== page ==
Wednesday, September 07, 2011

Mother and son ... both back home.

This book’s biggest impact, other than the actual story, is the format that alternates chronologically-written brief chapters by Christopher Yuan and his mother Angela Yuan. Really, it tells two stories of God’s redemption as the book begins with Christopher revealing his homosexuality to his family which brought his mother Angela to such desperation she decided upon suicide. The writings reveal the “divine” happenings along the way God used to reconcile the family to each other and to Himself, as well as the mother’s heartbreaks as her son’s path led to criminal activity with drugs and imprisonment. So gripping is the mother’s tough love, that she was willing to accept anything it would take to bring her son back to her and to her God … and she prayed daily for it to happen. In the end, jail may have saved Christopher’s life. Angela prayed: “I’ll stand in the gap for Christopher. I’ll stand until the victory is won, until Christopher’s heart changes. I’ll stand in the gap every day, and there I will fervently pray.” Ultimately, her heart changed too and she learned to love her son for who he was, even without evidence of any change that she hoped for.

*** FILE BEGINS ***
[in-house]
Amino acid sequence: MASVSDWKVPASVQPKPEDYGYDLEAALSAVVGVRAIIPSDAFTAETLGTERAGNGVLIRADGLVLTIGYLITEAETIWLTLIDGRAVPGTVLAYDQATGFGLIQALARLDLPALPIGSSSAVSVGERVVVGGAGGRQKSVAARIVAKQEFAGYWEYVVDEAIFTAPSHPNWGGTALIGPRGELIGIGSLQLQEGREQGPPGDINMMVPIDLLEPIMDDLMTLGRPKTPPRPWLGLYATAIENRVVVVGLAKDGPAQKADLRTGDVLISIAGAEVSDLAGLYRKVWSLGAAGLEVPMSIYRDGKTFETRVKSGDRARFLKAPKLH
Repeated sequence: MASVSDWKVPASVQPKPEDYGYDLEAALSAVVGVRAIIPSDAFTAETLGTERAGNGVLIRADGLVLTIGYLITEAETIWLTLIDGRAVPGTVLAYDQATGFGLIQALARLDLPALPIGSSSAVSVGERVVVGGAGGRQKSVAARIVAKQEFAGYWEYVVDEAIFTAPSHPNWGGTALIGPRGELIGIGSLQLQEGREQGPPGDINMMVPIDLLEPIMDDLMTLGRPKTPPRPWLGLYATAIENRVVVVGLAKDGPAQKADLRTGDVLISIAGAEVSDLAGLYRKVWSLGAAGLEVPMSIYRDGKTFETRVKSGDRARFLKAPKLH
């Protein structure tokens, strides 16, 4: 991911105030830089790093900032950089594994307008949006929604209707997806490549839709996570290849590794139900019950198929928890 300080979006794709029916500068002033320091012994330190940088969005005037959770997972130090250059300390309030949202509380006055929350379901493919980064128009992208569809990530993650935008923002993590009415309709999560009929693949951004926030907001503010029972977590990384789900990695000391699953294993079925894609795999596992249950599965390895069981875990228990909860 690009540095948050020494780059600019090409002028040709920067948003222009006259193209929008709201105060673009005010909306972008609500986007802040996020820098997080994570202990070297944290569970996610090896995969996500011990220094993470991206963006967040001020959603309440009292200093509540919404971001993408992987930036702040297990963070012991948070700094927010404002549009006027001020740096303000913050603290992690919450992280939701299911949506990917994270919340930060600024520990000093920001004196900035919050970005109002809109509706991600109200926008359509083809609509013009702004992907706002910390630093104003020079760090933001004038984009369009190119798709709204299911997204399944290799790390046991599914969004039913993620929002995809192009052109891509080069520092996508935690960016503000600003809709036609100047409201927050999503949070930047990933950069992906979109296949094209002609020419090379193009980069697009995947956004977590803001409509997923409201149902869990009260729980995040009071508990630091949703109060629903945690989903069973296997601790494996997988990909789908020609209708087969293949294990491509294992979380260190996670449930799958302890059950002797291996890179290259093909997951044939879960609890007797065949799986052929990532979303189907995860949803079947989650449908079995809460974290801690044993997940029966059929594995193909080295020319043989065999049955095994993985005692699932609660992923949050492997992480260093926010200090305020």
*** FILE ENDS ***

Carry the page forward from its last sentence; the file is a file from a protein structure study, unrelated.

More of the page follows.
Homosexuality used to be just a word to me, a term that I knew dogmatically what I believed… but slowly God started bringing people into my life that put many faces on the word. Some of those friends may be reading this. This is not the forum to debate – even discuss - what I interpret God to say about homosexuality and what He has shown me through these friends, any more than it is the place to talk about things in my life those friends may differ on. I do want to share here the conclusion that Yuan arrived at. In the chapter “Holy Sexuality”, Yuan writes: “As I continued to read the Bible, I realized that my identity shouldn’t be defined by my sexuality. Paul said in Acts 17:28, ‘For in him we live and move and have our being.’ Christ should be everything – my all in all. My sexual orientation didn’t have to be the core of who I was…My identity was not “gay” or “homosexual,” or even “heterosexual,” for that matter. But my identity as a child of the living God must be in Jesus Christ alone.”

Today, HIV continues to weaken Yuan’s body and immune system and he may begin taking medication soon. He teaches at Moody Bible College and is part of the President’s Task Force on Homosexuality.
I highly encourage you to read this book … you’ll be amazed as you experience God’s mercy, grace and redemption in two of His greatly loved children.